A Dictionary of the English Language
                        A Digital Edition of the 1755 Classic by Samuel Johnson
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Bias (noun)

View Scan · View Transcription · from page 240

View Scan · View Transcription · from page 240

Bi'as. n.s. [biais, Fr. said to come from bihay, an old Gaulish word, signifying cross, or thwart.]

  1. The weight lodged on one side of a bowl, which turns it from the straight line.

    Madam, we'll play at bowls —
    — 'Twill make me think the world is full of rubs,
    And that my fortune runs against the bias.
    Shakesp. R. II.

  2. Any thing which turns a man to a particular course; or gives the direction to his measures.

                      You have been mistook:
    But nature to her bias drew in that.
    Shakesp. Twelfth Night.

    This is that boasted bias of thy mind,
    By which one way to dulness 'tis inclin'd.
    Dryden's Mackfl.

    Morality influences mens lives, and gives a bias to all their actions. Locke.

    Wit and humour, that expose vice and folly, furnish useful diversions. Raillery, under such regulations, unbends the mind from severer contemplations, without throwing it off from its proper bias. Addison's Freeholder, № 45.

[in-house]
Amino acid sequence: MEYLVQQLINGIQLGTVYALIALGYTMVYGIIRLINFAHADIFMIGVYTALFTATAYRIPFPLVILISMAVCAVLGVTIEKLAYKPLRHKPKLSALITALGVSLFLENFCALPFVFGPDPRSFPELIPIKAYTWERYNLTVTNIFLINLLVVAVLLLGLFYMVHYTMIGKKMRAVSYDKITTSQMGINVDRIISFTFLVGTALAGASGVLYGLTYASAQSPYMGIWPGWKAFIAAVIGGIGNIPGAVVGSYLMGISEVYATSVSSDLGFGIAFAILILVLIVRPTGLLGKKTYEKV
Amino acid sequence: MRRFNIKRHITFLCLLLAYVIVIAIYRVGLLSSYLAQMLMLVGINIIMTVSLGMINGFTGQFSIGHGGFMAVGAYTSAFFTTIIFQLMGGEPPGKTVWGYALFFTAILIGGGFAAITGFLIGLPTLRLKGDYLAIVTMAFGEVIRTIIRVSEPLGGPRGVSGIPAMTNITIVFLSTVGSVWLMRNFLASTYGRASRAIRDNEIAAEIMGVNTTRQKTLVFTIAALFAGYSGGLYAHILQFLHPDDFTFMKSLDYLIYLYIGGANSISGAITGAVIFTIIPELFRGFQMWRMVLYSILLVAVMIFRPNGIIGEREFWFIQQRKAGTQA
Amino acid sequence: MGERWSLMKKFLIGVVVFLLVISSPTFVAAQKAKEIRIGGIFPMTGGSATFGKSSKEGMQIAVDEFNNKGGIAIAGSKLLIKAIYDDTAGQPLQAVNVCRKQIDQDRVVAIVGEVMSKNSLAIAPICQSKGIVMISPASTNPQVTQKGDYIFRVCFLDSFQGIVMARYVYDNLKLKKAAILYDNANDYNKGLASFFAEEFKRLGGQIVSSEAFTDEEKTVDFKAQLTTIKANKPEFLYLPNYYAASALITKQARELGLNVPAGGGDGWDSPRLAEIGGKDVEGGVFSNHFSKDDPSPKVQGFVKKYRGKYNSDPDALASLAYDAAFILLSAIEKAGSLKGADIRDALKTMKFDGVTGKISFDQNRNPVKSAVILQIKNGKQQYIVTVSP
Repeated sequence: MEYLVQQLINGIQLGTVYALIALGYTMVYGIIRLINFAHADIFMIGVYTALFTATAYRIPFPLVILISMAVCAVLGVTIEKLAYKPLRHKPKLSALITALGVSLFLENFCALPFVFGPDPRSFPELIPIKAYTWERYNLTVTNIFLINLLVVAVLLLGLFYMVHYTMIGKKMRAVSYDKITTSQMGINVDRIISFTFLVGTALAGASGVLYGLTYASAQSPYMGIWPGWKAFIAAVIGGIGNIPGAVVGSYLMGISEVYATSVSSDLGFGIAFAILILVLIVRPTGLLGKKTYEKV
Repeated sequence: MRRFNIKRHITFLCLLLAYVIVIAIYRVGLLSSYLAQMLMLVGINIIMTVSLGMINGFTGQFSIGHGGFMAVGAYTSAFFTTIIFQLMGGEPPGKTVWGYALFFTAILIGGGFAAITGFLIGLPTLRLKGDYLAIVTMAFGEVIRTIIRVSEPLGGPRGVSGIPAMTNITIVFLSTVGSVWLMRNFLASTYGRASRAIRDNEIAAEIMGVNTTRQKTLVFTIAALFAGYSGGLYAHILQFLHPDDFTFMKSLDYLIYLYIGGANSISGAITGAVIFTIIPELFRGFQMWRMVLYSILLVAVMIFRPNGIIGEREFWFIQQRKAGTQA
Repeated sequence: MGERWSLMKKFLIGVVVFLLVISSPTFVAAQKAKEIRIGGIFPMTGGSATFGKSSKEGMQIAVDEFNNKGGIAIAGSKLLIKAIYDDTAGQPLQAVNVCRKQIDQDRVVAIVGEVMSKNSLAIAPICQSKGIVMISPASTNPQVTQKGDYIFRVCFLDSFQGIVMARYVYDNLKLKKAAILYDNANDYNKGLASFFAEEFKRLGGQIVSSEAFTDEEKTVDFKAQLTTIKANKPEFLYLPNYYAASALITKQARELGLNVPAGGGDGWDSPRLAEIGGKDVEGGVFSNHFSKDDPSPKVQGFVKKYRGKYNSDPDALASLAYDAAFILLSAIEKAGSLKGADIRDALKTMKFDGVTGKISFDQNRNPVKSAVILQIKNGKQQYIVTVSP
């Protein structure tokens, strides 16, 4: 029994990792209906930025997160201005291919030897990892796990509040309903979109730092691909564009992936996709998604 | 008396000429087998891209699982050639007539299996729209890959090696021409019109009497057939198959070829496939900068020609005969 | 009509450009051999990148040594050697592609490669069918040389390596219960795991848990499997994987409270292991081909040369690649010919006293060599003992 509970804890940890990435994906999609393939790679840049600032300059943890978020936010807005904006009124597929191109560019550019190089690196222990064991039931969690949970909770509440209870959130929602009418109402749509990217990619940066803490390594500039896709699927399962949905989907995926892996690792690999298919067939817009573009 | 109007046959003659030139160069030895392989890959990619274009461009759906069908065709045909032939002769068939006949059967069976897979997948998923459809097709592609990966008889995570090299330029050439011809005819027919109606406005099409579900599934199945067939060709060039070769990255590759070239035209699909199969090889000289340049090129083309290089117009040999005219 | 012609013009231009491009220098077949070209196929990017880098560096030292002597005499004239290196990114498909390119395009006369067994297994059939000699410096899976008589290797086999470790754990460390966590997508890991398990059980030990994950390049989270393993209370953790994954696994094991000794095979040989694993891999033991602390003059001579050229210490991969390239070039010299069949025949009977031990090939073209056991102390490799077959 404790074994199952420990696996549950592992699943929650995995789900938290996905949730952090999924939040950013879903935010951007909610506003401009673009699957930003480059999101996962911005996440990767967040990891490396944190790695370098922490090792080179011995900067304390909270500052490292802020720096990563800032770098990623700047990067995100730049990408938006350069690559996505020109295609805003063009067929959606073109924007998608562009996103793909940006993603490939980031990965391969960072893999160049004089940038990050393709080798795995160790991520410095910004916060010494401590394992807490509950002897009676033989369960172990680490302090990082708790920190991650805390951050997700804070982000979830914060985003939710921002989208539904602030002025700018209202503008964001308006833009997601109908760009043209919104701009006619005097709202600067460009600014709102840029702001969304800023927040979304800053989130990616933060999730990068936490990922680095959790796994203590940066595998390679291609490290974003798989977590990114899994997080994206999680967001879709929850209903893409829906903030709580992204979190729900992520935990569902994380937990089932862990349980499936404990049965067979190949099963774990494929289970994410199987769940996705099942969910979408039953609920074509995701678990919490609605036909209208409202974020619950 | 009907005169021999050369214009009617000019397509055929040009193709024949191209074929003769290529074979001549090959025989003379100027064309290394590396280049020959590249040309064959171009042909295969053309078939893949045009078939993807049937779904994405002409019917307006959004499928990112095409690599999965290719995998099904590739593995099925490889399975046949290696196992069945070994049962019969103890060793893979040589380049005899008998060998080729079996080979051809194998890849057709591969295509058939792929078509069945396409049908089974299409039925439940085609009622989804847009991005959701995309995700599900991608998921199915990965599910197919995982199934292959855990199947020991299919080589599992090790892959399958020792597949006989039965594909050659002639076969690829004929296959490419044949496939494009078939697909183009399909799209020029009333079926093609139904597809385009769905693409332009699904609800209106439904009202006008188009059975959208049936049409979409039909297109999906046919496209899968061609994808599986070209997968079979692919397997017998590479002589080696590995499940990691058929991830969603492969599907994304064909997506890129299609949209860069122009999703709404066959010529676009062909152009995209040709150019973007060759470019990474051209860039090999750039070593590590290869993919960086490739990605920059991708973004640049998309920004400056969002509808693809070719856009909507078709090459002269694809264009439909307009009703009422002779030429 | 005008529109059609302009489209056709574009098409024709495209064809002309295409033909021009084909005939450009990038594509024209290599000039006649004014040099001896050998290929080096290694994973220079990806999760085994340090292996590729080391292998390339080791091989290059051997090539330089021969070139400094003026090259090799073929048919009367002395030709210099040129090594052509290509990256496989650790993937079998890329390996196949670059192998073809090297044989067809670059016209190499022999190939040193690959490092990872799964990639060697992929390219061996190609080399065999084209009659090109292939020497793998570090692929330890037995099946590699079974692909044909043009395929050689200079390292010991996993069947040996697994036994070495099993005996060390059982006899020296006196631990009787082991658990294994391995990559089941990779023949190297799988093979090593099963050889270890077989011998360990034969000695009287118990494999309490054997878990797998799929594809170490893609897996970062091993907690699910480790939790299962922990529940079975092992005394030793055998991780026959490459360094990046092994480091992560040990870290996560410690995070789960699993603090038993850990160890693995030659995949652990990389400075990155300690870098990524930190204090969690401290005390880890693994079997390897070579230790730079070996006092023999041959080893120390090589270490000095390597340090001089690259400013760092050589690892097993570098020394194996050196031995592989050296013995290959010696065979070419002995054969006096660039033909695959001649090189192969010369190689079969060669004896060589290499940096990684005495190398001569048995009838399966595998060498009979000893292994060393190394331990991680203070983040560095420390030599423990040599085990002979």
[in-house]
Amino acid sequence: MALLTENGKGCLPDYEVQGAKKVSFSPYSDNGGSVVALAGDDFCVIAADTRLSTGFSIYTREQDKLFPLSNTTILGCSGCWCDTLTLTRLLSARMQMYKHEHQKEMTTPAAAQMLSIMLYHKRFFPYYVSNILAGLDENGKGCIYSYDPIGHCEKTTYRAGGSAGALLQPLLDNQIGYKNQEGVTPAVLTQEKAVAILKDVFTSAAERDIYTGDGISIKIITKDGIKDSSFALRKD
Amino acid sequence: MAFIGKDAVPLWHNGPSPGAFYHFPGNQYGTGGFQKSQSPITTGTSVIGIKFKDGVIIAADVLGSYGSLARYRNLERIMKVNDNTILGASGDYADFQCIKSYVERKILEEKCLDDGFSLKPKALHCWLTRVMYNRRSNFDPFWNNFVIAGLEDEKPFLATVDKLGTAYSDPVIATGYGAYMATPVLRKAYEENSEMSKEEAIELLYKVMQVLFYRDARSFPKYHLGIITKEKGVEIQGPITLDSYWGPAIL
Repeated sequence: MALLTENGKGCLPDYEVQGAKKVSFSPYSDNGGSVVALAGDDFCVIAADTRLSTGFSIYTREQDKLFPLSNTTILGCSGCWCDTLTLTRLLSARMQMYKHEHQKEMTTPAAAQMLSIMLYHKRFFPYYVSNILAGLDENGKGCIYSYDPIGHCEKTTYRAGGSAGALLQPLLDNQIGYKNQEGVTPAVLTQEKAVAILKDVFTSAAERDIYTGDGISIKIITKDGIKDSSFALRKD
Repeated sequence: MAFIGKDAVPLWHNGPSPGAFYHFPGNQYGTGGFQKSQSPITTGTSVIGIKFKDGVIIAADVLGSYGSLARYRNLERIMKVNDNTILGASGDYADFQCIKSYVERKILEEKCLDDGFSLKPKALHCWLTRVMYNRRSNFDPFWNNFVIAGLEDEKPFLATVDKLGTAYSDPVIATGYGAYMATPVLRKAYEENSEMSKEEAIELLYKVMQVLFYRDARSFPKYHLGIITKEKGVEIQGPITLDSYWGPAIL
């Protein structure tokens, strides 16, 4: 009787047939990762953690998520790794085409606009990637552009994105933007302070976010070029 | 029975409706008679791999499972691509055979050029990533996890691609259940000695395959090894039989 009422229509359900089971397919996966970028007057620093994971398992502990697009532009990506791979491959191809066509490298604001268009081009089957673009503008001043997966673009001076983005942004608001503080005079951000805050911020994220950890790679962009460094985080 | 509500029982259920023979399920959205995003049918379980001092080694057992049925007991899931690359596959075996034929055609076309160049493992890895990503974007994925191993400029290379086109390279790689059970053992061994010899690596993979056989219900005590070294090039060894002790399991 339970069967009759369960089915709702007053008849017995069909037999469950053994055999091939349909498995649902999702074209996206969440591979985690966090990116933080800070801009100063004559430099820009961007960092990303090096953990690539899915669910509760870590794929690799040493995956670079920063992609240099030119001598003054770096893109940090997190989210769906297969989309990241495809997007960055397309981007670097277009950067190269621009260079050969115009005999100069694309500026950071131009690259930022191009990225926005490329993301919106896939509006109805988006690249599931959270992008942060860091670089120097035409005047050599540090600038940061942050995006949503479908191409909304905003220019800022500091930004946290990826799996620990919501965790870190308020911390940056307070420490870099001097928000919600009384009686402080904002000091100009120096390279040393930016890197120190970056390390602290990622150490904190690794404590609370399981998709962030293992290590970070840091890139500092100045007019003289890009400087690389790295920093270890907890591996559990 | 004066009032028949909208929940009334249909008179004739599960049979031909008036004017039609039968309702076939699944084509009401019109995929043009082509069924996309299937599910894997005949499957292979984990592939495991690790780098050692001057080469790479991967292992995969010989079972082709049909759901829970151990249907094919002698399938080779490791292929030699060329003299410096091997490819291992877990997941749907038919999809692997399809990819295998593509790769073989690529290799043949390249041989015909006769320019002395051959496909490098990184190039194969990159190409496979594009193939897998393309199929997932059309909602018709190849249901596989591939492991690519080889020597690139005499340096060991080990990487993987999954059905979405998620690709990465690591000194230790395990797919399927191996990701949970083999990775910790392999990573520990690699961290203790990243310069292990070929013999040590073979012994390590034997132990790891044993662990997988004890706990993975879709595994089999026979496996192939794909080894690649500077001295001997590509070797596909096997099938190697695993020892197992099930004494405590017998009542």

Thus nature gives us, let it check our pride,
    The virtue nearest to our vice ally'd;
    Reason the bias turns to good or ill.
    Pope's Essay on Man.

  3. Propension; inclination.

    As for the religion of our poet, he seems to have some little bias towards the opinions of Wickliff. Dryd. Fab. Preface.

Sources: Addison, Joseph (408) · Dryden, John (788) · Locke, John (269) · Pope, Alexander (393) · Shakespeare's Richard II (40) · Shakespeare's Twelfth Night (36)

Attributes: French (385) · Gaulish (3) · Noun Substantive (1269)

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Cite this page: Johnson, Samuel. "Bias (noun)." A Dictionary of the English Language: A Digital Edition of the 1755 Classic by Samuel Johnson. Edited by Brandi Besalke. Last modified: February 16, 2014. http://johnsonsdictionaryonline.com/?p=2488.


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